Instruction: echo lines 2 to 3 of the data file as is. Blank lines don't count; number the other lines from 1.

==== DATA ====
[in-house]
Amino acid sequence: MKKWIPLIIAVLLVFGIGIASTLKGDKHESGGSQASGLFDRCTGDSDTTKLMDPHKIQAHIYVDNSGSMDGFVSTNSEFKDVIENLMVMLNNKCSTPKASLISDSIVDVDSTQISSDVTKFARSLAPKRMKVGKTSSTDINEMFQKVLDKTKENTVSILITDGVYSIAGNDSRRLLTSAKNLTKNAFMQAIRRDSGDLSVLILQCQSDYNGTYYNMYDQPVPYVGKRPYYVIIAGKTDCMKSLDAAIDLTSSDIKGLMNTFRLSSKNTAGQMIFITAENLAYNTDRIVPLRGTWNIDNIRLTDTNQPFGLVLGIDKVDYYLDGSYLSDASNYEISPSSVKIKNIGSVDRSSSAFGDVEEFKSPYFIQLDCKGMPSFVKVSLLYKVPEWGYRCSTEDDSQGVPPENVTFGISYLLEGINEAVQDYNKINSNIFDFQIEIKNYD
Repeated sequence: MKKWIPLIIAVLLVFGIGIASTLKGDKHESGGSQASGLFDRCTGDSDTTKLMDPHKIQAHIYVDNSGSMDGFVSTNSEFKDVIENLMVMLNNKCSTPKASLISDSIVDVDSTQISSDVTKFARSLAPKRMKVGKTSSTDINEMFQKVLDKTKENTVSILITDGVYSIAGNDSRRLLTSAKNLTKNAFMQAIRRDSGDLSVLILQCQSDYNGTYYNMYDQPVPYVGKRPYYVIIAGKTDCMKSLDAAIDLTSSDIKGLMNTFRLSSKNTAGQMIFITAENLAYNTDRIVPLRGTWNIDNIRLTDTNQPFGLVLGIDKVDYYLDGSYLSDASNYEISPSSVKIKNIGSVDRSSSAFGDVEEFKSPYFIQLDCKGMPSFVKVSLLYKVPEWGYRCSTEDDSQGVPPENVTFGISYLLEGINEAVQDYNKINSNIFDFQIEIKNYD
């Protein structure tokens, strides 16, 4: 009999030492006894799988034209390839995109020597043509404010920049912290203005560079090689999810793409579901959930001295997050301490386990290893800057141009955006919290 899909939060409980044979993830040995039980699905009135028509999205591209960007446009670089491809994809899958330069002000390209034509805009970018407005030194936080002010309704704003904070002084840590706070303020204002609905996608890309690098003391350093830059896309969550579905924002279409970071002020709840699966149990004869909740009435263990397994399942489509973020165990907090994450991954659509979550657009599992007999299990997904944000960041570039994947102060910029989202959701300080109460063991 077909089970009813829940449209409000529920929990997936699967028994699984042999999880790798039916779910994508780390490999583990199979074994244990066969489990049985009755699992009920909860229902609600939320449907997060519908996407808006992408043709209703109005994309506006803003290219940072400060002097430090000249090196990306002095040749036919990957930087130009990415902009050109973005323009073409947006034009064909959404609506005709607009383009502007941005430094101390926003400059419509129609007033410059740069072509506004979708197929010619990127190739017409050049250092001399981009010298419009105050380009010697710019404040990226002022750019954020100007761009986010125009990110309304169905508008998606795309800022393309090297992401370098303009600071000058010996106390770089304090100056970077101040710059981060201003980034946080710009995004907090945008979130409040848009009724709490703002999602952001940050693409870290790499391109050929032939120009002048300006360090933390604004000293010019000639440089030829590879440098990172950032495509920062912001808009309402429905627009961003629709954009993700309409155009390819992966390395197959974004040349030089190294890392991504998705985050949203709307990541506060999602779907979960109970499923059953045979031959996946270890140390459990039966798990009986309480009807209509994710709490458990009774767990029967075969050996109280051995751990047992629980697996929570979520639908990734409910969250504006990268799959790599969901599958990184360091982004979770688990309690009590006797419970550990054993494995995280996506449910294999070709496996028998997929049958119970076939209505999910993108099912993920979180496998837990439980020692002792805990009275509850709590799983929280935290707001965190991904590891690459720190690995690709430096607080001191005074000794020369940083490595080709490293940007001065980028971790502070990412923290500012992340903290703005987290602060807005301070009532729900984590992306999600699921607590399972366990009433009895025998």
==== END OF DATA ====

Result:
Amino acid sequence: MKKWIPLIIAVLLVFGIGIASTLKGDKHESGGSQASGLFDRCTGDSDTTKLMDPHKIQAHIYVDNSGSMDGFVSTNSEFKDVIENLMVMLNNKCSTPKASLISDSIVDVDSTQISSDVTKFARSLAPKRMKVGKTSSTDINEMFQKVLDKTKENTVSILITDGVYSIAGNDSRRLLTSAKNLTKNAFMQAIRRDSGDLSVLILQCQSDYNGTYYNMYDQPVPYVGKRPYYVIIAGKTDCMKSLDAAIDLTSSDIKGLMNTFRLSSKNTAGQMIFITAENLAYNTDRIVPLRGTWNIDNIRLTDTNQPFGLVLGIDKVDYYLDGSYLSDASNYEISPSSVKIKNIGSVDRSSSAFGDVEEFKSPYFIQLDCKGMPSFVKVSLLYKVPEWGYRCSTEDDSQGVPPENVTFGISYLLEGINEAVQDYNKINSNIFDFQIEIKNYD
Repeated sequence: MKKWIPLIIAVLLVFGIGIASTLKGDKHESGGSQASGLFDRCTGDSDTTKLMDPHKIQAHIYVDNSGSMDGFVSTNSEFKDVIENLMVMLNNKCSTPKASLISDSIVDVDSTQISSDVTKFARSLAPKRMKVGKTSSTDINEMFQKVLDKTKENTVSILITDGVYSIAGNDSRRLLTSAKNLTKNAFMQAIRRDSGDLSVLILQCQSDYNGTYYNMYDQPVPYVGKRPYYVIIAGKTDCMKSLDAAIDLTSSDIKGLMNTFRLSSKNTAGQMIFITAENLAYNTDRIVPLRGTWNIDNIRLTDTNQPFGLVLGIDKVDYYLDGSYLSDASNYEISPSSVKIKNIGSVDRSSSAFGDVEEFKSPYFIQLDCKGMPSFVKVSLLYKVPEWGYRCSTEDDSQGVPPENVTFGISYLLEGINEAVQDYNKINSNIFDFQIEIKNYD